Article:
Jan. 14th, 2015

venetia_sassy: (SH // Gladstone oh no! dead dog?)
What I've just finished reading

Underline: Greatly enjoyed; highly recommend.
Strikethrough: Did not like; do not recommend.
#Meh# It was okay; had some good points but I'm not keeping it.

Fiction - new

The Book Thief by Markus Zusak

I bounced off this some time ago but trying again, it was very powerful. Spare writing but very dense imagery. I didn't read a lot at once. War is stupid and wasteful and horrible and humanity can be wonderful and terrible and so very ordinary. Yes, I cried.

War Horse (War Horse #1) by Michael Morpurgo

I saw the play last year (no, year before, now) and it was amazing. The puppetry was so clever and Joey and Topthorn really came alive. Again, it showed the terrible wastefulness of war (I cried.) The book ... a trifle too, hmm, twee? Better for kids, but see the play if you ever can. (I've never tried to watch the movie. Even knowing the film horses weren't being harmed, I'd be thinking of all the real ones who never came home.)

The Earthsea Quartet (Earthsea Cycle #1-4) by Ursula K. Le Guin

I've read several Le Guin books but not the Earthsea Cycle for some reason? I know we had this quartet at some point but it must have been loaned to someone and never come back. I'm not sure what to say about these except that they're beautifully written, you need to go with flow and you need to be in the mood for fables more than fantasy and it's interesting to see how easily skin colour can be changed in high fantasy and whites become the foreigners so why doesn't it happen more often?

Pangur Ban The White Cat (Pangur Ban Celtic Fantasies #1) by Fay Sampson - DNF

Thin children's novel picked up at a sale for light reading. Main characters were so unpleasant that I gave it up after two chapters - yes, they were meant to learn from their mistakes but since those mistakes were a) trying to kill a cat and accidentally killing a fellow monk who was defending the cat (but still blaming the cat for his killing!) and b) trying so hard to pursue the man who killed her brother that she drowns her horse in the pursuit even knowing the horse was out of its depth - yeah, I really didn't give a shit about the two humans, I just felt deeply sorry for the cat who was stuck with two people who wanted to kill him.

The Phantom Tollbooth by Norton Juster

Utterly delightful and I can't imagine why no one gave me this as a child.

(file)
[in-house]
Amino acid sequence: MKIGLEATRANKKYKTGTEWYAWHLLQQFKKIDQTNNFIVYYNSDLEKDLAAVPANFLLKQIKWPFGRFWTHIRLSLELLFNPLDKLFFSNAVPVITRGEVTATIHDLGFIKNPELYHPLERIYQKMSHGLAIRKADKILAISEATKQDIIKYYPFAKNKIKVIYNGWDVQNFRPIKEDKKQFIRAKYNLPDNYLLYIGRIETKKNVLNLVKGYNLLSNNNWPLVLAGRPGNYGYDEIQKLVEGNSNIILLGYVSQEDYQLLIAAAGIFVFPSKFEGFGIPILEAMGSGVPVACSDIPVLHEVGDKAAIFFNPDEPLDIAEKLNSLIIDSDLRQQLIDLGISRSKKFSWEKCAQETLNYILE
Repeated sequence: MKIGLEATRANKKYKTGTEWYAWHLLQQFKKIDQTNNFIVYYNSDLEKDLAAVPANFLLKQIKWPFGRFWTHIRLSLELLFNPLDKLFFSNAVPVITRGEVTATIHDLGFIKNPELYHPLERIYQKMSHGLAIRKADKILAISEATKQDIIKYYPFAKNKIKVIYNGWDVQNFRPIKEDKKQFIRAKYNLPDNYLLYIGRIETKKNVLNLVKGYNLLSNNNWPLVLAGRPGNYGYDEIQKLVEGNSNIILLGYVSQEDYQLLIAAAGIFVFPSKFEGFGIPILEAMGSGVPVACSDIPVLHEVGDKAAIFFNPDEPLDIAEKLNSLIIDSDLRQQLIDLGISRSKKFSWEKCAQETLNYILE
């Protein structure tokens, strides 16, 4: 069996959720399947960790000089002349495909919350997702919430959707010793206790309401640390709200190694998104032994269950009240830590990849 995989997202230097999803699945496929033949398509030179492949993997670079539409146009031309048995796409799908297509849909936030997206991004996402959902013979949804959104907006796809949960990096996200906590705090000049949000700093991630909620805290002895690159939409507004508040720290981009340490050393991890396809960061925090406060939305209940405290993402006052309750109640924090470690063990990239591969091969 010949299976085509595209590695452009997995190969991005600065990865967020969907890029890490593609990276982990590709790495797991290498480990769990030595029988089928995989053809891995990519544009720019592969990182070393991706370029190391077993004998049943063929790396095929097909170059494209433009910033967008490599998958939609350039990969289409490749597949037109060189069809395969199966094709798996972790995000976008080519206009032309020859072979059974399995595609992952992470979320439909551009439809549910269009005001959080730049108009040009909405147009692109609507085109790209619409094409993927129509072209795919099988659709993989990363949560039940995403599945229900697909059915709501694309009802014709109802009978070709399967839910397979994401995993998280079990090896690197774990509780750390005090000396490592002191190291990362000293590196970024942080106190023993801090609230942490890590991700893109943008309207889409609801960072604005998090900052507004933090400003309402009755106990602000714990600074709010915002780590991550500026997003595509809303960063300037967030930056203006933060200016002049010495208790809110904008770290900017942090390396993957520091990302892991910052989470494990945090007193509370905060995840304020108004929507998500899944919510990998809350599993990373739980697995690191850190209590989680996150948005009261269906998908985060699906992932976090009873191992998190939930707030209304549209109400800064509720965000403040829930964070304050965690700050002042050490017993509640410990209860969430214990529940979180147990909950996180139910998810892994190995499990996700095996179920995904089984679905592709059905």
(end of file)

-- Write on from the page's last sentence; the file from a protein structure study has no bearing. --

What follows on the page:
The Animals of Farthing Wood (Farthing Wood #1) by Colin Dann

Thirty-five years later and the environmental message is still depressingly on point. But it's a good adventure story and I laughed out loud as the animals rushed out of the church.

Corsets & Clockwork: 13 Steampunk Romances edited by Trisha Telep

Mixed bag, as with all anthologies but I enjoyed a lot of them. 'Romances' imply HEAs to me though and these ... er, not necessarily.

Non-fiction - new

Champagne: How the World's Most Glamorous Wine Triumphed Over War and Hard Times by Don & Petie Kladstrup

A bit scattered to start with but once it reached WWI, it was amazing and horrifying. The utter devastation of Reims and Champagne in general was so ghastly (reading about the Germans' deliberate destruction of the Reims Cathedral right after reading about Joan of Arc seeing her king crowned there made me feel sick) and yet the most celebratory of wines continued to be produced there. And the amazing way the population went underground to live in the limestone caves to escape bombing. I'd like to read a more comprehensive history of both champagne and Champagne.

Fiction - rereads

Tiger Eyes by Judy Blume

As an Australian, Judy Blume was not a formative author for me but the one book of hers I did read was a favourite. When I saw a trailer for the movie adaptation a while back, I quite literally nearly fell off my chair in shock - Wolf was being played by a Native American actor! It's rather sad how genuinely surprised I was by that ... I found the DVD at the library a few ago and it's a pretty good adaptation, I think. There's a bit more romance between Wolf and Davey but it worked well. However I was distracted because it had been so long since I read the book and yet so much felt familiar to me but I couldn't quite remember what had happened only in the book. Having read the book again (and loved it and cried), I'd like to watch the movie again (and cry again.)

What I'm reading now

Dark Continent: Europe's Twentieth Century by Mark Mazower

What I'm reading next

Mum just discovered two Christmas presents she managed to knock under the bed while wrapping others - Parks and Rec S1 and The Enchantment Emporium by Tanya Huff - and somehow didn't realise they weren't with the other presents she gave to me. (This is not really surprising. She completely forgot about the Marvel Encyclopedia she bought for me back in November - I had to remind her - and the same thing happened the year before with a handbag. She hides them too well and doesn't make lists, I guess.) I think the Huff book may be next for fiction!


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